In light of this limitation, Stephen Mayfield and co-workers proposed to replace the entire PSII core with its counterpart from another species, thereby maintaining the multiple intrinsic interactions within the PSII core that have evolved over millions of years in each photosynthetic species [50] (Fig. 2). To test this hypothesis, the six original core PSII genes (psbA, B, C, D, E, and F) from the chloroplast genome of the green alga Chlamydomonas reinhardtii were deleted and replaced by a single synthetic construct that contained the orthologous genes from Volvox carteri or Scenedesmus obliquus (two other green algal species) or, as a control, from C. reinhardtii [50]. In addition, the effect of replacing only subsets of the six genes was investigated. These experiments showed that (i) the strains reconstituted with the C. reinhardtii PSII gene sets showed the best photosynthetic performance, albeit lower than in the starting WT strain, and (ii) in the strains with replacements from V. carteri and S. obliquus, photosynthetic performance declined with increasing numbers of exchanged genes. These results imply that both the organization of the substitute genes in a synthetic construct (that might lack some cis-acting elements and their original operon structures, leading to suboptimal gene expression) and off-target effects of the PSII gene deletions (that might affect other operons and adjacent tRNA genes) in the C. reinhardtii chloroplast could decrease the photosynthetic performance of the transgenic strains. Moreover, the experiment could not clarify whether the roadblocks presented by FMAs can be truly removed by exchanging the entire ensemble (or module) of interacting and co-evolved proteins. In fact, the substituted green algal proteins were so similar with respect to their sequence—with average identities of between 93% (S. obliquus) and 98% (V. carteri) relative to the deleted original C. reinhardtii genes—that the strong negative effect on PSII function resulting from perturbations in gene expression in the host system used might have masked any subtle positive effect produced by the retention of the intrinsic interactions between the six co-adapted proteins. In consequence, a more appropriate experimental approach would be to replace entire cyanobacterial photosystem cores by their functional equivalents from higher plants [25], for which single subunit exchanges have proven to be clearly detrimental (see above). In such experiments, the exchange of multiple subunits might alleviate the strong negative effects of single subunit substitution, given that the experimental setup can achieve efficient expression of the introduced genes and efficient assembly of the corresponding proteins—the latter one might even require introduction of plant-specific assembly factors. Moreover, it might be necessary to replace not only the six core subunits, but also additional PSII proteins that physically and/or functionally interact with the PSII core.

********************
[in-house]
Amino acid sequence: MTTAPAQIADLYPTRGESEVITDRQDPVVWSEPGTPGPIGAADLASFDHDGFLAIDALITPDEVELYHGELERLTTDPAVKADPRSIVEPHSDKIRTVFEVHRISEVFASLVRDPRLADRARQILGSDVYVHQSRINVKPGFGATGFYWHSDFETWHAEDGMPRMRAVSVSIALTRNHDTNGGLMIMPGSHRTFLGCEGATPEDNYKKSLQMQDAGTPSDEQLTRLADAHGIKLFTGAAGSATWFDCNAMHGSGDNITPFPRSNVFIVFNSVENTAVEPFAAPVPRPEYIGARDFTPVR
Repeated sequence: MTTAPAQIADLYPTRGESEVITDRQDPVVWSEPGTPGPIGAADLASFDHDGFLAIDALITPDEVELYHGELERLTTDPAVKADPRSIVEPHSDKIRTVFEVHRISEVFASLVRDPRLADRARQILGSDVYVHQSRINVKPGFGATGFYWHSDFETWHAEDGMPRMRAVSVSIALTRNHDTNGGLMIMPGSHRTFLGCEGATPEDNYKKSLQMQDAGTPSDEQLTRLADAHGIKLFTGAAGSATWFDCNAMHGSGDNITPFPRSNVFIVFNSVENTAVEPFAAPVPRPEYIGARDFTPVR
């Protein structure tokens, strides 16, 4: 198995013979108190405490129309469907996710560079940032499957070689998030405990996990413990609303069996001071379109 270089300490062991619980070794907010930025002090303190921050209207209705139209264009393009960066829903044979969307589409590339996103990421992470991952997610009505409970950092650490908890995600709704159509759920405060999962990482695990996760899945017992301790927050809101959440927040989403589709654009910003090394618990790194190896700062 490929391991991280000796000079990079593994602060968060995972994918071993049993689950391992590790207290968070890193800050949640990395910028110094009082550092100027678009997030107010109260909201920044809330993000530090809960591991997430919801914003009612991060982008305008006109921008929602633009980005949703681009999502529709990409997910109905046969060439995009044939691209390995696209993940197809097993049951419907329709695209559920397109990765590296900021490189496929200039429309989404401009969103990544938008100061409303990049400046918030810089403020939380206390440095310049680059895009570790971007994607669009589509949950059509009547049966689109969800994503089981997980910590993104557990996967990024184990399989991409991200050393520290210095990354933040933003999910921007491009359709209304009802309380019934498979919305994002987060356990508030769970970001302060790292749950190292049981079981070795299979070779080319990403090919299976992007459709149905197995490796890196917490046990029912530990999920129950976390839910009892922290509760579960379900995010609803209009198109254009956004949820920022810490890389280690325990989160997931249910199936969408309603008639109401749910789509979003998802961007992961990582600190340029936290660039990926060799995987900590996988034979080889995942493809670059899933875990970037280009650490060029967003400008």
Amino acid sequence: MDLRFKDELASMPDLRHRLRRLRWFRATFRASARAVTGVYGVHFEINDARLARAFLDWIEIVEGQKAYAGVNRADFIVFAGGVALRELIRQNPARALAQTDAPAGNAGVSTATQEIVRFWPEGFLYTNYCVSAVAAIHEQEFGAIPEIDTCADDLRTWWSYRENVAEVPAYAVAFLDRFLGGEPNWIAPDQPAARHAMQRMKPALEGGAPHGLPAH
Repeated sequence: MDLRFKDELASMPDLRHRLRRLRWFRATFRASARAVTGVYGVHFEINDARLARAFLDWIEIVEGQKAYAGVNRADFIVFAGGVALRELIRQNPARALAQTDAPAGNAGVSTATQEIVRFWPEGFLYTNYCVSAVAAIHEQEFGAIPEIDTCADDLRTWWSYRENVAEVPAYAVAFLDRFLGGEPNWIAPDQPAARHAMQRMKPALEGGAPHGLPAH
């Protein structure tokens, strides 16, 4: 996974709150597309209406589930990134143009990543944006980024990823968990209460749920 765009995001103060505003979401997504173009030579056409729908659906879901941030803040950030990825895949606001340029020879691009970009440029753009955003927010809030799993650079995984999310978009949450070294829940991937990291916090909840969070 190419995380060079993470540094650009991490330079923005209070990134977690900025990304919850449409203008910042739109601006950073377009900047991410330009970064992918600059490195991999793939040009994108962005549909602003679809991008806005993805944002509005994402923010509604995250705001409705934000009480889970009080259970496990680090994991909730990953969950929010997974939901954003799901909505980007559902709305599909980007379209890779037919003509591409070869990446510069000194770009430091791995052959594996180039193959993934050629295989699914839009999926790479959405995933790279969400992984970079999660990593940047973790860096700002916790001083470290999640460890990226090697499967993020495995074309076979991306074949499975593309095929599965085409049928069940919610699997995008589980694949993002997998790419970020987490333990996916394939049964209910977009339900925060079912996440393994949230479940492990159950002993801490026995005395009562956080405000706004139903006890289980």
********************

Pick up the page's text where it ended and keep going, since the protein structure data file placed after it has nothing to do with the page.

Novel approaches to bypassing roadblocks caused by FMAs

Functional resolution of FMAs by replacing the evolutionarily immutable protein (complexes) with more efficient variants is an enormous challenge. But the issue is not only of interest for evolutionary biologists, but would have significant implications for plant productivity, as it might be the only way to enhance photosynthetic performance and nitrogen fixation rates. With respect to photosynthesis, this endeavor involves the realization of an evolutionary development that never actually took place. One needs to create a primordial version of photosynthesis under aerobic conditions at high light intensities—the very conditions produced by the advent of oxygenic photosynthesis (see above)—and let it evolve. The outcome of this evolution might be to reduce the light sensitivity of the PSII reaction center and the current susceptibility of the carbon fixation cycle to the level of oxygen in the atmosphere.